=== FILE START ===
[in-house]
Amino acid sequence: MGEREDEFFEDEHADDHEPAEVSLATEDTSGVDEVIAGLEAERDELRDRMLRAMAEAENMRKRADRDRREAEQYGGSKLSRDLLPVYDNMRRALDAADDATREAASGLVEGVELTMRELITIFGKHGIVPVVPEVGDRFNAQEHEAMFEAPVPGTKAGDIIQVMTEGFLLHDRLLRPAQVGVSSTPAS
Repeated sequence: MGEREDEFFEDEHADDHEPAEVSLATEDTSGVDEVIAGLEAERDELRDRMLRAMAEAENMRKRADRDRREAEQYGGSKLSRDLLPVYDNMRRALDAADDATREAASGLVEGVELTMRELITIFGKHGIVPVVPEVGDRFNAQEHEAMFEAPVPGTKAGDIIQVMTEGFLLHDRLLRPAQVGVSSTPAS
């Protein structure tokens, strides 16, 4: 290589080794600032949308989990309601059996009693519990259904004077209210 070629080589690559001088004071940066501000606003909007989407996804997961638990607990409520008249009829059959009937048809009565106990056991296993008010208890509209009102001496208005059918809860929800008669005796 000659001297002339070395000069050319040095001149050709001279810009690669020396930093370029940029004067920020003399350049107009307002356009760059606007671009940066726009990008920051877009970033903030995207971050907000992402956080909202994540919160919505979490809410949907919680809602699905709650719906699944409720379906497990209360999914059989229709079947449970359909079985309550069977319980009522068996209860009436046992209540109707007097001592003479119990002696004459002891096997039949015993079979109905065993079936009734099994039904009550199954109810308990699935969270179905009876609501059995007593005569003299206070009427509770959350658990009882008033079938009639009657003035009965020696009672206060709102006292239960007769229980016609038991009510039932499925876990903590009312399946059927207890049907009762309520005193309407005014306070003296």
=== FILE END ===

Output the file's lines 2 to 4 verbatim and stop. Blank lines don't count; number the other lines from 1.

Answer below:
Amino acid sequence: MGEREDEFFEDEHADDHEPAEVSLATEDTSGVDEVIAGLEAERDELRDRMLRAMAEAENMRKRADRDRREAEQYGGSKLSRDLLPVYDNMRRALDAADDATREAASGLVEGVELTMRELITIFGKHGIVPVVPEVGDRFNAQEHEAMFEAPVPGTKAGDIIQVMTEGFLLHDRLLRPAQVGVSSTPAS
Repeated sequence: MGEREDEFFEDEHADDHEPAEVSLATEDTSGVDEVIAGLEAERDELRDRMLRAMAEAENMRKRADRDRREAEQYGGSKLSRDLLPVYDNMRRALDAADDATREAASGLVEGVELTMRELITIFGKHGIVPVVPEVGDRFNAQEHEAMFEAPVPGTKAGDIIQVMTEGFLLHDRLLRPAQVGVSSTPAS
């Protein structure tokens, strides 16, 4: 290589080794600032949308989990309601059996009693519990259904004077209210 070629080589690559001088004071940066501000606003909007989407996804997961638990607990409520008249009829059959009937048809009565106990056991296993008010208890509209009102001496208005059918809860929800008669005796 000659001297002339070395000069050319040095001149050709001279810009690669020396930093370029940029004067920020003399350049107009307002356009760059606007671009940066726009990008920051877009970033903030995207971050907000992402956080909202994540919160919505979490809410949907919680809602699905709650719906699944409720379906497990209360999914059989229709079947449970359909079985309550069977319980009522068996209860009436046992209540109707007097001592003479119990002696004459002891096997039949015993079979109905065993079936009734099994039904009550199954109810308990699935969270179905009876609501059995007593005569003299206070009427509770959350658990009882008033079938009639009657003035009965020696009672206060709102006292239960007769229980016609038991009510039932499925876990903590009312399946059927207890049907009762309520005193309407005014306070003296």